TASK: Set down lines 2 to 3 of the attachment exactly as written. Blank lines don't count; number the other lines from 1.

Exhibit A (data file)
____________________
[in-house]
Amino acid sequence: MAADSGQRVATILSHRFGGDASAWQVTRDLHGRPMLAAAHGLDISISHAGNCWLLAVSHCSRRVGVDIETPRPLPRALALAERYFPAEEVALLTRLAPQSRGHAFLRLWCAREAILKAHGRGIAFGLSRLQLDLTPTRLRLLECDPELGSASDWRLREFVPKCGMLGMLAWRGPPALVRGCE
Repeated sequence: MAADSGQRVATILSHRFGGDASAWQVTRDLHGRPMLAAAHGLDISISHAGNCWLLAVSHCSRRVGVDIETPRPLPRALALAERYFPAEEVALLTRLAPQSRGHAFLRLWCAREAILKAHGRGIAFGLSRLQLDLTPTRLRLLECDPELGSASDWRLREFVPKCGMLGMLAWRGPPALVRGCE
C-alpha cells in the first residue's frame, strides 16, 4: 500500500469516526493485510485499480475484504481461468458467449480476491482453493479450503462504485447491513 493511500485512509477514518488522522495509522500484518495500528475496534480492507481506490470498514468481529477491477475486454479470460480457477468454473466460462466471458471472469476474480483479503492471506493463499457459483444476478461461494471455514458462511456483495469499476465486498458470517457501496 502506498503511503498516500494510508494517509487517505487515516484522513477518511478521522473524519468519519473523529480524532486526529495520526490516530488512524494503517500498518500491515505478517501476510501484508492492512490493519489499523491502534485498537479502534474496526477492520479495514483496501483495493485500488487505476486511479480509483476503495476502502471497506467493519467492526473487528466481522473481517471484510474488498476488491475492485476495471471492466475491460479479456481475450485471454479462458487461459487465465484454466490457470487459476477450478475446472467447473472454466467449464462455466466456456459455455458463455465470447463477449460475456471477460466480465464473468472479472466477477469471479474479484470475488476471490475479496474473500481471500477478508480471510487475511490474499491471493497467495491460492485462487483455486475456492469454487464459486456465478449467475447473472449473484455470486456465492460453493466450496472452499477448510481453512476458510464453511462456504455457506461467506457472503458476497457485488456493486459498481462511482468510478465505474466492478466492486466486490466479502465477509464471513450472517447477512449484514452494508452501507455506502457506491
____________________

Amino acid sequence: MAADSGQRVATILSHRFGGDASAWQVTRDLHGRPMLAAAHGLDISISHAGNCWLLAVSHCSRRVGVDIETPRPLPRALALAERYFPAEEVALLTRLAPQSRGHAFLRLWCAREAILKAHGRGIAFGLSRLQLDLTPTRLRLLECDPELGSASDWRLREFVPKCGMLGMLAWRGPPALVRGCE
Repeated sequence: MAADSGQRVATILSHRFGGDASAWQVTRDLHGRPMLAAAHGLDISISHAGNCWLLAVSHCSRRVGVDIETPRPLPRALALAERYFPAEEVALLTRLAPQSRGHAFLRLWCAREAILKAHGRGIAFGLSRLQLDLTPTRLRLLECDPELGSASDWRLREFVPKCGMLGMLAWRGPPALVRGCE